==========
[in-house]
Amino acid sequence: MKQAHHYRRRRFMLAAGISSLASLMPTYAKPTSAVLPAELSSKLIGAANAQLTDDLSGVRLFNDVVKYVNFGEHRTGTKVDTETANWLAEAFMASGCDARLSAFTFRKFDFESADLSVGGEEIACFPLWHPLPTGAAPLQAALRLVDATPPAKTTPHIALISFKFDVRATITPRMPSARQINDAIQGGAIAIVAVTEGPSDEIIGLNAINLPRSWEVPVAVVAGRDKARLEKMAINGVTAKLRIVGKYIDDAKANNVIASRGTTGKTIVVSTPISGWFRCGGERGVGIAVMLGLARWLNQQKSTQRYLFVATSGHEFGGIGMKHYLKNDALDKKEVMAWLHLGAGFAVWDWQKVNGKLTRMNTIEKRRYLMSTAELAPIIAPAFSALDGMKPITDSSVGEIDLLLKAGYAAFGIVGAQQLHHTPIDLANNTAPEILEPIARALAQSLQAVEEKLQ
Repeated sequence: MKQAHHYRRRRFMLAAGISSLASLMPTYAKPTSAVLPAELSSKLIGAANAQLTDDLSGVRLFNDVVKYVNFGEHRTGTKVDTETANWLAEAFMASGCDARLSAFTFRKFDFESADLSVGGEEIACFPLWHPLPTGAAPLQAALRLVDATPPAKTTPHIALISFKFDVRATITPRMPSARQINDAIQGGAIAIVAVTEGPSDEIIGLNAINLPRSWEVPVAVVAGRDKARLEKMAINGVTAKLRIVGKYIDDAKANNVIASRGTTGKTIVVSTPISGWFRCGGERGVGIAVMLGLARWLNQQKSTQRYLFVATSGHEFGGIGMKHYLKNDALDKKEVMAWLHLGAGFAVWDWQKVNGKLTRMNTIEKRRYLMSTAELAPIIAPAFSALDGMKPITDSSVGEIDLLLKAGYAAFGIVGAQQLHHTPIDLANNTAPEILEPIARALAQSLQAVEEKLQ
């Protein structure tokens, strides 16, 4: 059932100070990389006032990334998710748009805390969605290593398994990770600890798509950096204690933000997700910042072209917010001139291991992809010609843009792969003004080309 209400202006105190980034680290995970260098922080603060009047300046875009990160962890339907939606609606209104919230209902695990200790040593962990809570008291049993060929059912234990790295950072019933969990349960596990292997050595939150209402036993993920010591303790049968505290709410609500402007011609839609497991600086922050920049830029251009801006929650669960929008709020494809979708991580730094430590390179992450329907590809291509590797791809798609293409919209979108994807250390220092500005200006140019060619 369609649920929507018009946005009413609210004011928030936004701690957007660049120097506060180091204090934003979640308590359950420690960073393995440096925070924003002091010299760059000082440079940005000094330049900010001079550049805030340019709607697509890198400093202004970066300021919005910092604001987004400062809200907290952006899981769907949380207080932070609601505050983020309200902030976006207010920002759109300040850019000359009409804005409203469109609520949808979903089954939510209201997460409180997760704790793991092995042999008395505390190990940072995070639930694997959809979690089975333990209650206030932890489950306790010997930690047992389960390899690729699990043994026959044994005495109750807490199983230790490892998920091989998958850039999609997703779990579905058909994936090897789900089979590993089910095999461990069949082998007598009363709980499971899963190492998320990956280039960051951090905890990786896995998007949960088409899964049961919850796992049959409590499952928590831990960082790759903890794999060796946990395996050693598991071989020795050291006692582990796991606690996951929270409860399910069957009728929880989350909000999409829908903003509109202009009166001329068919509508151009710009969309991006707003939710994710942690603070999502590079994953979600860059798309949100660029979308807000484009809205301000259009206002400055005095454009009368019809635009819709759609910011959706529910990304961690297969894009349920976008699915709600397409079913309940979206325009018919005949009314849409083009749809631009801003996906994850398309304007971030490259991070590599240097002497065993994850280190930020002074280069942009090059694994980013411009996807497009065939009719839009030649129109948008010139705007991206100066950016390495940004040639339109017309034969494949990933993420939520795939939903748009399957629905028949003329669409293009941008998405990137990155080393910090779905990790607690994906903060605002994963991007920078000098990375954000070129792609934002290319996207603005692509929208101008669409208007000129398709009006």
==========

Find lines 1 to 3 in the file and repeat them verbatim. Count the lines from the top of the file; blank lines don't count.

[in-house]
Amino acid sequence: MKQAHHYRRRRFMLAAGISSLASLMPTYAKPTSAVLPAELSSKLIGAANAQLTDDLSGVRLFNDVVKYVNFGEHRTGTKVDTETANWLAEAFMASGCDARLSAFTFRKFDFESADLSVGGEEIACFPLWHPLPTGAAPLQAALRLVDATPPAKTTPHIALISFKFDVRATITPRMPSARQINDAIQGGAIAIVAVTEGPSDEIIGLNAINLPRSWEVPVAVVAGRDKARLEKMAINGVTAKLRIVGKYIDDAKANNVIASRGTTGKTIVVSTPISGWFRCGGERGVGIAVMLGLARWLNQQKSTQRYLFVATSGHEFGGIGMKHYLKNDALDKKEVMAWLHLGAGFAVWDWQKVNGKLTRMNTIEKRRYLMSTAELAPIIAPAFSALDGMKPITDSSVGEIDLLLKAGYAAFGIVGAQQLHHTPIDLANNTAPEILEPIARALAQSLQAVEEKLQ
Repeated sequence: MKQAHHYRRRRFMLAAGISSLASLMPTYAKPTSAVLPAELSSKLIGAANAQLTDDLSGVRLFNDVVKYVNFGEHRTGTKVDTETANWLAEAFMASGCDARLSAFTFRKFDFESADLSVGGEEIACFPLWHPLPTGAAPLQAALRLVDATPPAKTTPHIALISFKFDVRATITPRMPSARQINDAIQGGAIAIVAVTEGPSDEIIGLNAINLPRSWEVPVAVVAGRDKARLEKMAINGVTAKLRIVGKYIDDAKANNVIASRGTTGKTIVVSTPISGWFRCGGERGVGIAVMLGLARWLNQQKSTQRYLFVATSGHEFGGIGMKHYLKNDALDKKEVMAWLHLGAGFAVWDWQKVNGKLTRMNTIEKRRYLMSTAELAPIIAPAFSALDGMKPITDSSVGEIDLLLKAGYAAFGIVGAQQLHHTPIDLANNTAPEILEPIARALAQSLQAVEEKLQ